Selecting the Right Person for the Job

Over my career I am very proud to have selected the very best people for the right job….the superstars.

On the flipside, I have made some terrible decisions. I would guess anyone near my age (still young…and sticking to that story) with leadership roles would make the exact same statement. If you have never made a bad hiring decision please email me and let me know your secret. So why can’t we always make the best decisions when hiring? As they say, “hindsight is 20/20”.

Typically, when I have made a successful hires there were several key processes in place:

  1. I didn’t select alone – I typically had several stakeholders interview the candidates AND I listened to their opinions
  2. I, or a team member, would check at least three references and at least two would have to be from past employers (and the recent past employer)
  3. The resume review was greatly valued and I would have placed great value on a good cover letter. BTW, the cover letter seems to be a lost art. To me a good cover often demonstrates a candidates true interest in the job
  4. Whenever practical I have asked the finalist to submit their past work that made them most proud. If they are going to be writing for my organization, for example, the brought in writing samples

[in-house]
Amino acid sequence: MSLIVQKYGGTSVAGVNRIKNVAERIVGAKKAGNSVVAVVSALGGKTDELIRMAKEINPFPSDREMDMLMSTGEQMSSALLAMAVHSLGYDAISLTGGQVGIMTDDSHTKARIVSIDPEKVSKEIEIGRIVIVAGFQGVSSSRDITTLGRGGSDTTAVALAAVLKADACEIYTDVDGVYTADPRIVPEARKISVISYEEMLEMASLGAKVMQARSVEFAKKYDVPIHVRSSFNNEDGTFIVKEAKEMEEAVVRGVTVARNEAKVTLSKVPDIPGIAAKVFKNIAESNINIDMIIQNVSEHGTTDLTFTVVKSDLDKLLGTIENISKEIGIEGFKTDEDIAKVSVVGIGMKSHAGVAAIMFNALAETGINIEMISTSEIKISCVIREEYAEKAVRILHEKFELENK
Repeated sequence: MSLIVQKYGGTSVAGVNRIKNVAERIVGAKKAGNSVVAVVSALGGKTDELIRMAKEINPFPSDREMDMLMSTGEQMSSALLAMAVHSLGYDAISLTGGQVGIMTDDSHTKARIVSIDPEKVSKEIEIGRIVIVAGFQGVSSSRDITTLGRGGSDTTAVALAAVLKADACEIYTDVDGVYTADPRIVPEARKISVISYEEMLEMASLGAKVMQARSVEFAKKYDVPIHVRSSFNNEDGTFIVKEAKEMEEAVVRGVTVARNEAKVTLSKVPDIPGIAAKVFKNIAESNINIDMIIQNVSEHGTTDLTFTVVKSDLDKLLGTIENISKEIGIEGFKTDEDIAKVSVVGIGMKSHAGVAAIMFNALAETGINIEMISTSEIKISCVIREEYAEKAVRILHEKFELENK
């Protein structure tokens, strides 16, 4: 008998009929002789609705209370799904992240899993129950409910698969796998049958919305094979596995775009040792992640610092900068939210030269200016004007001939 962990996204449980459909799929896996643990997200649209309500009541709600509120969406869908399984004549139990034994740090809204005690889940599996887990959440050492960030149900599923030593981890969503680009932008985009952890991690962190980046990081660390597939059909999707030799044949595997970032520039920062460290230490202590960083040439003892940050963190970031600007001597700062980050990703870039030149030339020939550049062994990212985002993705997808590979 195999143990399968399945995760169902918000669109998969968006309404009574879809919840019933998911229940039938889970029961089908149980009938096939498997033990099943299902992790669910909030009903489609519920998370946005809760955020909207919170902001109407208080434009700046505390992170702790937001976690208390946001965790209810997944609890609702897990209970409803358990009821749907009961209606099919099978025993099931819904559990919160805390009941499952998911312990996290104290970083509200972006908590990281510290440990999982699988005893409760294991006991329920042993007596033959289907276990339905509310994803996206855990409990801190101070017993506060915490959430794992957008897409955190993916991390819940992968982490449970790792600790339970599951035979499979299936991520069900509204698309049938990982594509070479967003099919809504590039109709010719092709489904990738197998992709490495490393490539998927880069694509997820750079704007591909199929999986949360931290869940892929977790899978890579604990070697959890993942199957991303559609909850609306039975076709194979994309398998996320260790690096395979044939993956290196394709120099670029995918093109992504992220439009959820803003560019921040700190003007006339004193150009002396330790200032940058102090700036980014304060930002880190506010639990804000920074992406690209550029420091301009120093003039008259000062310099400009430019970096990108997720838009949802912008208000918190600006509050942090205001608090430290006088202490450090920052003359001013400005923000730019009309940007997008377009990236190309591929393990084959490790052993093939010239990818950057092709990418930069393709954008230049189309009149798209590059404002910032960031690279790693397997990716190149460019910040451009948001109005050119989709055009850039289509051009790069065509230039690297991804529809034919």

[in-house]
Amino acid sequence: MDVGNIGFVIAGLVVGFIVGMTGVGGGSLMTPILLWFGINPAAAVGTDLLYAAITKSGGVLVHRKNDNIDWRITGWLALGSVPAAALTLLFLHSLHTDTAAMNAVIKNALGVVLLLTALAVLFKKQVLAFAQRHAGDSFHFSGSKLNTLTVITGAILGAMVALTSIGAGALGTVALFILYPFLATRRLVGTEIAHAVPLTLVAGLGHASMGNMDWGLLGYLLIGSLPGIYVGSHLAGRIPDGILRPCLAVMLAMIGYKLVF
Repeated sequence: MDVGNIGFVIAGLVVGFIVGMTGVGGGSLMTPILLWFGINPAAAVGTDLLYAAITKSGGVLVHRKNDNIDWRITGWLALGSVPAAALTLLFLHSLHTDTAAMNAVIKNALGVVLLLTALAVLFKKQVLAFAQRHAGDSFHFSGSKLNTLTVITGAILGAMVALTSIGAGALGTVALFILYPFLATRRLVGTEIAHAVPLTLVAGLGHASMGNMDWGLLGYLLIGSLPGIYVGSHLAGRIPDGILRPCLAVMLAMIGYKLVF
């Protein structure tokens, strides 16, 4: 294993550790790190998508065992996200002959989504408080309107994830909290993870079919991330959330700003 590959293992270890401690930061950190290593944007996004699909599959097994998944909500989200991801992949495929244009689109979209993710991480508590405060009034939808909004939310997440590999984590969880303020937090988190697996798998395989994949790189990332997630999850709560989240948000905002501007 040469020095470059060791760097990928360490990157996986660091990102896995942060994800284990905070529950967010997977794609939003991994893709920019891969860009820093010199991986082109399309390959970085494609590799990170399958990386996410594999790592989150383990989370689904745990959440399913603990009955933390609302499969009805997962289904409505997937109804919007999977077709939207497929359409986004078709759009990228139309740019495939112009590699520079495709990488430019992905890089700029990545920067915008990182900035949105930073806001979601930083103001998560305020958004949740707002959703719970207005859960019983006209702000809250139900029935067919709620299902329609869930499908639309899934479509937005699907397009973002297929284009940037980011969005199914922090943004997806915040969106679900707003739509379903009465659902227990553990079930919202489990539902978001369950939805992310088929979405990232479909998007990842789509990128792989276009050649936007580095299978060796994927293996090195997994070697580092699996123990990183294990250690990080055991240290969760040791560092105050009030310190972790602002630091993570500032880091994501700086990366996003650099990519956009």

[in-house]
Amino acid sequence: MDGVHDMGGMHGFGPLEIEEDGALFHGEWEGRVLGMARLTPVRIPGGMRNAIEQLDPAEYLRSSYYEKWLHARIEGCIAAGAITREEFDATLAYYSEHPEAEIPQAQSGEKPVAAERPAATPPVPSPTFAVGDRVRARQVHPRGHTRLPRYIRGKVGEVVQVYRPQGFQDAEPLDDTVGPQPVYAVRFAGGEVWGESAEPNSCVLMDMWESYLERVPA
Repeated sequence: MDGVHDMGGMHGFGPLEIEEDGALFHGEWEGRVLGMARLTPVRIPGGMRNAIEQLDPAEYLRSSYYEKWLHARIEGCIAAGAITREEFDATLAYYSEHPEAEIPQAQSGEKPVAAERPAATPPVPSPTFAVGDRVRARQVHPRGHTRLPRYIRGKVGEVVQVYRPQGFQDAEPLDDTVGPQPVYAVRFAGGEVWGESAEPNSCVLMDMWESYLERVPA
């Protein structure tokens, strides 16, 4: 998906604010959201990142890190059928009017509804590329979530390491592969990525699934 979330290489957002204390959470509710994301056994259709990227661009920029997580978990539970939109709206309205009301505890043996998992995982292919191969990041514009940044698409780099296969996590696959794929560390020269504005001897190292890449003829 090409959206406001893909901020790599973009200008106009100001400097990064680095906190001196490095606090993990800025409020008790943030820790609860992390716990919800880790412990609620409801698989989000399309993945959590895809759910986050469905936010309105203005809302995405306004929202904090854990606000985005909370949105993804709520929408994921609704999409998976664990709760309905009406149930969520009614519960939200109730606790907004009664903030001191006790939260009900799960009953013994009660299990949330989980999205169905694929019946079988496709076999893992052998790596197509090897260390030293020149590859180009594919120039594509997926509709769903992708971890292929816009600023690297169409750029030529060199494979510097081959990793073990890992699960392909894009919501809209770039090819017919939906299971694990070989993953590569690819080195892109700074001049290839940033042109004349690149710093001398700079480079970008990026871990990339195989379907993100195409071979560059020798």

5. I didn’t use them enough, but for high-level roles I have used the assessment tools, with a professional group like TLG to evaluate the findings. When you get down to the final few candidates it’s important to look at your personal style, the company culture, and candidate fit. My observations of the Turknett pre-hire process is that they apply art and the science to determine the best candidate. It’s worth the investment because we all know the cost of a bad hire

When I have made less than stellar hire decisions, the process was generally rushed. I didn’t follow the five steps above. To be honest, I likely settled for a body that in my heart of hearts knew wouldn’t meet the company’s expectations and/or fit the culture. Also, I didn’t carefully consider how my style would be received by the candidate.

Finally, bad hires are most likely inevitable when you are hiring a good number of people. Goal is to keep them to a minimum. If you make a mistake, so be it. Learn from it and do better the next time.

– Tino

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